I feel a little guilty mocking so much of the movie, but this doesn’t seem like a case where a group of filmmakers gave it the old college try and things just didn’t work out. Very little of what I’ve described here is inadvertent. It’s all quite … advertent. (Don’t look at me that way. I’m pretty sure it’s a word.) That’s what makes it all the more offensive. This film represents a series of aesthetic choices, virtually none of which work, and those that do are in questionable taste. One of the strengths of Miller’s 300 is that despite its flaws, it seems pretty clear that as artist and writer, Miller is committed to the story and the characters, and there’s very little of the cheap thrill in his version. The same cannot be said for 300: Rise of an Empire.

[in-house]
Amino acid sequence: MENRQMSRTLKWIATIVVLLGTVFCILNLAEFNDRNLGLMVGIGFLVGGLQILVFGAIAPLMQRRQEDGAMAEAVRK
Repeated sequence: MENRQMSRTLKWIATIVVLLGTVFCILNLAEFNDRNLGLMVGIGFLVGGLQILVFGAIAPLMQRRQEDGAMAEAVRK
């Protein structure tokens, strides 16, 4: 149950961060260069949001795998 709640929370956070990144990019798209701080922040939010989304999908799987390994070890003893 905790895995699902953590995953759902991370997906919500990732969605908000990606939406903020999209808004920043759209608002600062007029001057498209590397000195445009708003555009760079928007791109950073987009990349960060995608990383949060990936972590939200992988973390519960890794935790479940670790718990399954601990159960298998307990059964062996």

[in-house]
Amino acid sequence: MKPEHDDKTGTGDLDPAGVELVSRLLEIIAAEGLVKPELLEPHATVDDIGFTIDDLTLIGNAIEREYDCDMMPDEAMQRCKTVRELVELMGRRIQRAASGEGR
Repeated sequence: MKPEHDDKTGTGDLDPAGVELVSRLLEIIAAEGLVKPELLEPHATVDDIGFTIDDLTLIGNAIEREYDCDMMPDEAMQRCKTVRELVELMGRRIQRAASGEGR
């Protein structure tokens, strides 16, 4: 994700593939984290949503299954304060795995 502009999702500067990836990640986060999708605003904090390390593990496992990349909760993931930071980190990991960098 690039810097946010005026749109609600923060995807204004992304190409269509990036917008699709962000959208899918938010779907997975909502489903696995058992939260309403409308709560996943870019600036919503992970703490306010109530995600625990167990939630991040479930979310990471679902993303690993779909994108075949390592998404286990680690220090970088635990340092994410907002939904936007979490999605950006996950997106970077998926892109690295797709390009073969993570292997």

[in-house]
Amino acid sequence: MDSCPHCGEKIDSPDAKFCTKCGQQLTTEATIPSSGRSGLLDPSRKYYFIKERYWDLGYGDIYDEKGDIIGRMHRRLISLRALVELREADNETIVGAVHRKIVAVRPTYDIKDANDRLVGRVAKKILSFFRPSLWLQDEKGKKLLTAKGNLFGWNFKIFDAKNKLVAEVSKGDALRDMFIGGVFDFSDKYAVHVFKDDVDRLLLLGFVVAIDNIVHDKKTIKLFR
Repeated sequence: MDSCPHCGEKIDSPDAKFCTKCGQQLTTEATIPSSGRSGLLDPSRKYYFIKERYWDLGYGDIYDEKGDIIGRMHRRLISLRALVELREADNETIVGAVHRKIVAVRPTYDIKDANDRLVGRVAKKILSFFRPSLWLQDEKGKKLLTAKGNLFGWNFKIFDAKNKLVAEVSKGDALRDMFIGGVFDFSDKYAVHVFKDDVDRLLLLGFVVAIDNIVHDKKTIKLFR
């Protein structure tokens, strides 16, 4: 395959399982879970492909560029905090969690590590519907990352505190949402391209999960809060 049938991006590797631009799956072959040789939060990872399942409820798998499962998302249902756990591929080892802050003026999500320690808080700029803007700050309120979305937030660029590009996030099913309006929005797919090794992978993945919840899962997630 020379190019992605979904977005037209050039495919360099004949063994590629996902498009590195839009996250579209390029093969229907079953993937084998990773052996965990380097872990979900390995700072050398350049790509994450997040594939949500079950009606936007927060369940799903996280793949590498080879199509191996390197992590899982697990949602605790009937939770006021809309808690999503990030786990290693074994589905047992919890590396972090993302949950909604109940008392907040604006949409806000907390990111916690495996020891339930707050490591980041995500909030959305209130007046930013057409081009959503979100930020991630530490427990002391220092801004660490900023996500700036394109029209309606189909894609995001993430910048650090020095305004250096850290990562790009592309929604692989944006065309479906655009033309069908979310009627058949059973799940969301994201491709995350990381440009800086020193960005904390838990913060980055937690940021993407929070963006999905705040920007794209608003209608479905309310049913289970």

It does a disservice to the comic, it does a disservice to history, and it does a disservice to film.
And I still want my buck-fifty back.